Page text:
Skip to main content

Member Spotlight: Kim Dahlman Brown

Kim Dahlman Brown: 2016-2017 SEASR President, Assistant Professor, Vanderbilt University

Kim Dahlman Brown

1. Tell Us About Yourself
I am currently Assistant Professor of Cancer Biology at Vanderbilt University and the Director of the Innovative Translational Research Shared Resource at the Vanderbilt-Ingram Cancer Center. I did my graduate work with Drs. Harold Moses and Jennifer Pietenpol at Vanderbilt University in the same department where I am now faculty. After my graduate work, I went to Memorial Sloan-Kettering Cancer Center for my postdoctoral training with Dr. Charles Sawyers. It was at Memorial where my love of translational cancer research grew. Eight years ago, I returned to Vanderbilt to start a shared resource that assists oncologists with the design and execution of pre-clinical and clinical trial correlative research. It was easy to return to Vanderbilt due to the strong institutional support of shared resources, collaborative nature here, and fantastic leadership in the Cancer Center. I didn’t necessarily train to direct a shared resource, but I followed my research interests and here I am. I absolutely made the right decision. I love what I do!

2. How did you get involved with ABRF?
I first heard about ABRF at the Midwest Association of Core Directors and Southeastern Association of Shared Resources joint annual meeting that was held in Nashville in 2014. It was great to see a national organization support the efforts of shared resource directors, managers, administrators, and staff. I learned quite a bit at the meeting and met some fantastic people. I wanted to get involved with the organization and after that meeting I was fortunate to join the SEASR Executive Committee. In 2015-2016 I served as the SEASR Membership Coordinator and in 2016-2017 I was the President of SEASR and sat on the ABRF Chapters and Affiliates Board. Being involved with SEASR and the ABRF has been an incredible experience. I work with an amazing group of people who are all passionate about supporting shared resources.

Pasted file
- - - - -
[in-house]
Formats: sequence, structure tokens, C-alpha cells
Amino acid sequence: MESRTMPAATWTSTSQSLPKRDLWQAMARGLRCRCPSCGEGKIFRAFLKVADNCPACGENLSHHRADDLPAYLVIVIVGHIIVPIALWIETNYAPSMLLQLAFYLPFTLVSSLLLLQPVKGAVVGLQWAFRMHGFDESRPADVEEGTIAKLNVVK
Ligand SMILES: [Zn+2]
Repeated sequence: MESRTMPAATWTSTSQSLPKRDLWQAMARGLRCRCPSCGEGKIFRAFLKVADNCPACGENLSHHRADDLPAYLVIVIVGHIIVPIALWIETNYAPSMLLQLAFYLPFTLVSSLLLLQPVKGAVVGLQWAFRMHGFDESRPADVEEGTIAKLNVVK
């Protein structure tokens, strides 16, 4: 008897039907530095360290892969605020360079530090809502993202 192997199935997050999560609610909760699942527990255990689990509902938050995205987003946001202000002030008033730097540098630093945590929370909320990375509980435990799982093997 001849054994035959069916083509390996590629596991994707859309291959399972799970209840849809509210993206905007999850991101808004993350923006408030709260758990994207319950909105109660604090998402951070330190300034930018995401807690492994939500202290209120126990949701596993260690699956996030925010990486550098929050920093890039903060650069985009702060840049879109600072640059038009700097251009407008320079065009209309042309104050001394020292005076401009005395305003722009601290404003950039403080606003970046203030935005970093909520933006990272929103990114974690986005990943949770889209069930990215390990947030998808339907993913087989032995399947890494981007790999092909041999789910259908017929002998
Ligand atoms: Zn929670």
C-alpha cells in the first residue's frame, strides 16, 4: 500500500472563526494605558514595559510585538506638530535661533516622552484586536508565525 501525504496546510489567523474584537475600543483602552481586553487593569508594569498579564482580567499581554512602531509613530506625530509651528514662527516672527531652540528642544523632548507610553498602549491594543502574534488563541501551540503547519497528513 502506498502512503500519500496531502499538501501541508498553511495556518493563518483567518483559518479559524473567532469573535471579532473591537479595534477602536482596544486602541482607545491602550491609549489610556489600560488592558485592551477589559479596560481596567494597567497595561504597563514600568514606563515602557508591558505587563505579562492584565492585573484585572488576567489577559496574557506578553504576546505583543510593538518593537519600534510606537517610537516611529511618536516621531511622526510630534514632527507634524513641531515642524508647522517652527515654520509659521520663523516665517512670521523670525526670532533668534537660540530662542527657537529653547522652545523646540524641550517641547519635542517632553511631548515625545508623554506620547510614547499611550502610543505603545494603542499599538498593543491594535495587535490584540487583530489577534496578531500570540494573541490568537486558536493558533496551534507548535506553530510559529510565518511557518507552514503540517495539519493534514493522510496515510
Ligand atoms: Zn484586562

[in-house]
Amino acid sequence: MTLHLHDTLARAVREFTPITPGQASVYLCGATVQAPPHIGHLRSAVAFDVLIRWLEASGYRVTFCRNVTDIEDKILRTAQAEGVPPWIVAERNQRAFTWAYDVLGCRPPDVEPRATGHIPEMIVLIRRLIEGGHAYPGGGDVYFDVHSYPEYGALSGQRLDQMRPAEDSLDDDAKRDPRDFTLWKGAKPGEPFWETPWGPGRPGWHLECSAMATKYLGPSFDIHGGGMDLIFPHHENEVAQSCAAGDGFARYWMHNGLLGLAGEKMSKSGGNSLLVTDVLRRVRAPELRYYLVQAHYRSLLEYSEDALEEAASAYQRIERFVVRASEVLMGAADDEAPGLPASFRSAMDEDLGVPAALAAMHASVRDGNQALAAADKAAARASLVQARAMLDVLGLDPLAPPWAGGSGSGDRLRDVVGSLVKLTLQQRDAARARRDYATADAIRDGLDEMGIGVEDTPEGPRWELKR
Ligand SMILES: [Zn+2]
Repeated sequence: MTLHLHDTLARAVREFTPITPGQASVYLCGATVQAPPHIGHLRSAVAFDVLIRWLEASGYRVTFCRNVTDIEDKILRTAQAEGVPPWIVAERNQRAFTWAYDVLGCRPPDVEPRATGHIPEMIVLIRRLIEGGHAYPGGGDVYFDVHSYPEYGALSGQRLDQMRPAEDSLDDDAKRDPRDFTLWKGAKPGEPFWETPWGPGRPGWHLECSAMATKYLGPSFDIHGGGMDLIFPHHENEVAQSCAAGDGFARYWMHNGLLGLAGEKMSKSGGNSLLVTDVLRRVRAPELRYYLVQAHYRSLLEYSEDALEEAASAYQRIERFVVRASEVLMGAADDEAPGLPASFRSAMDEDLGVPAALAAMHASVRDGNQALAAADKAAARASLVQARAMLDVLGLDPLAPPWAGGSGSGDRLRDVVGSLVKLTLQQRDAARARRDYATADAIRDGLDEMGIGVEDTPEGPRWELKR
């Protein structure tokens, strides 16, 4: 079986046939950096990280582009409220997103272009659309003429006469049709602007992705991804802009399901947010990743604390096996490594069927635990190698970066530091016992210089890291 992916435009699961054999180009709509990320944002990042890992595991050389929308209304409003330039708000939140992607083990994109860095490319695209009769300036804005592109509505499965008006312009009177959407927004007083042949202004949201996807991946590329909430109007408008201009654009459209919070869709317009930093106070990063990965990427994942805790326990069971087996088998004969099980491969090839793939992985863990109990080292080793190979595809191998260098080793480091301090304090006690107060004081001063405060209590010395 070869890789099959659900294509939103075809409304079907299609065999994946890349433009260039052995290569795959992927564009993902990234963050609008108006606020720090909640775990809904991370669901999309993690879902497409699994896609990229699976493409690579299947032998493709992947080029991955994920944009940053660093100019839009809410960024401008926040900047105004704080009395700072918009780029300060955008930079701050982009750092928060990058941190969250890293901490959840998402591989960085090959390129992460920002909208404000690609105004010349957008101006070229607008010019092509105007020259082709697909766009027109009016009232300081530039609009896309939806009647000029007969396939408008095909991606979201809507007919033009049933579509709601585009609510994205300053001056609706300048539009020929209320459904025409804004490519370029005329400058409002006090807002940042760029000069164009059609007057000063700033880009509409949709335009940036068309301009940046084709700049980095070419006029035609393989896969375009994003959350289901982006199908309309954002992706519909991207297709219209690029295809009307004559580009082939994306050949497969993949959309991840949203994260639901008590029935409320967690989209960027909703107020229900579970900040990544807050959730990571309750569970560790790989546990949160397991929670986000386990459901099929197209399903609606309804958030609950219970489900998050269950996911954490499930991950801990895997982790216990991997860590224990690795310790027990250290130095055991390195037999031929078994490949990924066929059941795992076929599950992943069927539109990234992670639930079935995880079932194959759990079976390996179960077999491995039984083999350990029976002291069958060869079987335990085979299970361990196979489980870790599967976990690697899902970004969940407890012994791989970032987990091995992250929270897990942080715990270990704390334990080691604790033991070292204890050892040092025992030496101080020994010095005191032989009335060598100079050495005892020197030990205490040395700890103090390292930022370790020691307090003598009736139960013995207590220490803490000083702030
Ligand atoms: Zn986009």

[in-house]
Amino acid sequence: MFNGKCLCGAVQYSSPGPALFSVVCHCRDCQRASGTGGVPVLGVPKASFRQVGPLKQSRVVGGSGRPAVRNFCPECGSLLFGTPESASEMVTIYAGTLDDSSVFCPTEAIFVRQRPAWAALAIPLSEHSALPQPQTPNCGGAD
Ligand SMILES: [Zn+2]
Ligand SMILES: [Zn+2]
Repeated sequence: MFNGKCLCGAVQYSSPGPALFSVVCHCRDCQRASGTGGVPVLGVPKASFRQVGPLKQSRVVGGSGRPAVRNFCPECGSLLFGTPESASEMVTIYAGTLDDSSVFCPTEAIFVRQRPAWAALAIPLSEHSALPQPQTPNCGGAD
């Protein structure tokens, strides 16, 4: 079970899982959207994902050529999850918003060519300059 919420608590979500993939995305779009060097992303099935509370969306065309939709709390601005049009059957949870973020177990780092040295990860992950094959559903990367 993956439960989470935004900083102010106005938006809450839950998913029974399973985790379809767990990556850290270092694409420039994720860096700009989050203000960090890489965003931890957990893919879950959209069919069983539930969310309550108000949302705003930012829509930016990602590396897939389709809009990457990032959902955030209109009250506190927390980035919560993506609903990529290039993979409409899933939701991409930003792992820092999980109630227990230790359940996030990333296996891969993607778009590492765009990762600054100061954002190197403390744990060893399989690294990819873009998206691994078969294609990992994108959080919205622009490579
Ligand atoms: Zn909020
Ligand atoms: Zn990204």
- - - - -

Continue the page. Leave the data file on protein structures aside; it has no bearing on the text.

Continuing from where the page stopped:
3. What aspect of ABRF has been most useful for you?
Networking! I meet people from all over the US who face the same issues that I do and I learn a lot from them. Not only that, but I have established some great friendships along the way.

4. What was your most memorable ABRF moment?
My most memorable ABRF moment was having dinner with the Professors Sir Shankar Balasubramanian and David Klenerman from the University of Cambridge at the 2017 ABRF Annual Meeting. They are the inventors of “sequencing-by-synthesis” and were the 2017 ABRF Outstanding Contributions to Biomolecular Technologies award winners. SEASR and Vanderbilt University Medical Center contributed to the award, so I was able to attend the dinner. I do a lot of cancer genomics, leveraging next-generation sequencing, so it was great to hear about their sequencing journey first-hand.

5. What is the most fun you've had at an ABRF meeting? 
It has to be at the Opening Reception of the 2016 SEASR meeting. It was at the Wisteria Lanes bowling alley at the Emory Conference Center. I think that I was on team “Spare Me”. The 2018 SEASR Annual Meeting is going to be at Emory again and we’re planning on hosting the bowling tournament. It was a lot of fun.

6. What keeps you an ABRF member?
ABRF is truly committed to supporting the needs of shared resource directors, administrators, managers, and staff. Scientists who work in shared resources have distinct needs that are not always met by their institutions. That is where ABRF comes in. ABRF promotes advances in biotechnology, through its research groups, publications, and sessions at the annual meeting. Uniquely, ABRF also supports the education and career development of shared resource scientists.

Back to Top